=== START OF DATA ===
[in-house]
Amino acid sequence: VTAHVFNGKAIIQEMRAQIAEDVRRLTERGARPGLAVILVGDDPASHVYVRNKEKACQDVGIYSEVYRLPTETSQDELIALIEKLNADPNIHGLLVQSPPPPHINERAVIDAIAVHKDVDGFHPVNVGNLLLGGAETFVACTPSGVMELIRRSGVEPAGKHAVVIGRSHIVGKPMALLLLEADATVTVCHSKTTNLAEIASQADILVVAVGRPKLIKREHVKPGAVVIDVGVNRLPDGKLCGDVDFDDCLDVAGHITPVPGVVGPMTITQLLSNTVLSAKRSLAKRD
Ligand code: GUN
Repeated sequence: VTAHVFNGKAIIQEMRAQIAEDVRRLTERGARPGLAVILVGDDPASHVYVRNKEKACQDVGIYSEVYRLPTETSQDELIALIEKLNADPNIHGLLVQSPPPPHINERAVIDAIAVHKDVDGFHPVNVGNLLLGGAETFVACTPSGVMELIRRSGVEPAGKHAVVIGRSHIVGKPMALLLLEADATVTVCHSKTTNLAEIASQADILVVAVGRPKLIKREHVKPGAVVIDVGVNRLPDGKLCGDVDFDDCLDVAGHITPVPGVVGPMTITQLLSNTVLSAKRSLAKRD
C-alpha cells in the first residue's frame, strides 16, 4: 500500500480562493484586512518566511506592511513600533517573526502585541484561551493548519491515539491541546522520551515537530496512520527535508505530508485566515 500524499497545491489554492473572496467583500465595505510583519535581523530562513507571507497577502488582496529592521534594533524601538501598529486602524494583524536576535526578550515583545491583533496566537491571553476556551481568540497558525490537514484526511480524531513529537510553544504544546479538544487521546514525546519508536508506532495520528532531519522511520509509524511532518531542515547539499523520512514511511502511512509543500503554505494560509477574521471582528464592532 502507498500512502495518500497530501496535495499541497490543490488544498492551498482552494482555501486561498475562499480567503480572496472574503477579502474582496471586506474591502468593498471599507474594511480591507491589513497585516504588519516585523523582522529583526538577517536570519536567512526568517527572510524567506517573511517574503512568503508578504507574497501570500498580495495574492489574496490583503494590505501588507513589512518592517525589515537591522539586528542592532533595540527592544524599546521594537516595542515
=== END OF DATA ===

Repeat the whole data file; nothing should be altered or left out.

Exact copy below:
[in-house]
Amino acid sequence: VTAHVFNGKAIIQEMRAQIAEDVRRLTERGARPGLAVILVGDDPASHVYVRNKEKACQDVGIYSEVYRLPTETSQDELIALIEKLNADPNIHGLLVQSPPPPHINERAVIDAIAVHKDVDGFHPVNVGNLLLGGAETFVACTPSGVMELIRRSGVEPAGKHAVVIGRSHIVGKPMALLLLEADATVTVCHSKTTNLAEIASQADILVVAVGRPKLIKREHVKPGAVVIDVGVNRLPDGKLCGDVDFDDCLDVAGHITPVPGVVGPMTITQLLSNTVLSAKRSLAKRD
Ligand code: GUN
Repeated sequence: VTAHVFNGKAIIQEMRAQIAEDVRRLTERGARPGLAVILVGDDPASHVYVRNKEKACQDVGIYSEVYRLPTETSQDELIALIEKLNADPNIHGLLVQSPPPPHINERAVIDAIAVHKDVDGFHPVNVGNLLLGGAETFVACTPSGVMELIRRSGVEPAGKHAVVIGRSHIVGKPMALLLLEADATVTVCHSKTTNLAEIASQADILVVAVGRPKLIKREHVKPGAVVIDVGVNRLPDGKLCGDVDFDDCLDVAGHITPVPGVVGPMTITQLLSNTVLSAKRSLAKRD
C-alpha cells in the first residue's frame, strides 16, 4: 500500500480562493484586512518566511506592511513600533517573526502585541484561551493548519491515539491541546522520551515537530496512520527535508505530508485566515 500524499497545491489554492473572496467583500465595505510583519535581523530562513507571507497577502488582496529592521534594533524601538501598529486602524494583524536576535526578550515583545491583533496566537491571553476556551481568540497558525490537514484526511480524531513529537510553544504544546479538544487521546514525546519508536508506532495520528532531519522511520509509524511532518531542515547539499523520512514511511502511512509543500503554505494560509477574521471582528464592532 502507498500512502495518500497530501496535495499541497490543490488544498492551498482552494482555501486561498475562499480567503480572496472574503477579502474582496471586506474591502468593498471599507474594511480591507491589513497585516504588519516585523523582522529583526538577517536570519536567512526568517527572510524567506517573511517574503512568503508578504507574497501570500498580495495574492489574496490583503494590505501588507513589512518592517525589515537591522539586528542592532533595540527592544524599546521594537516595542515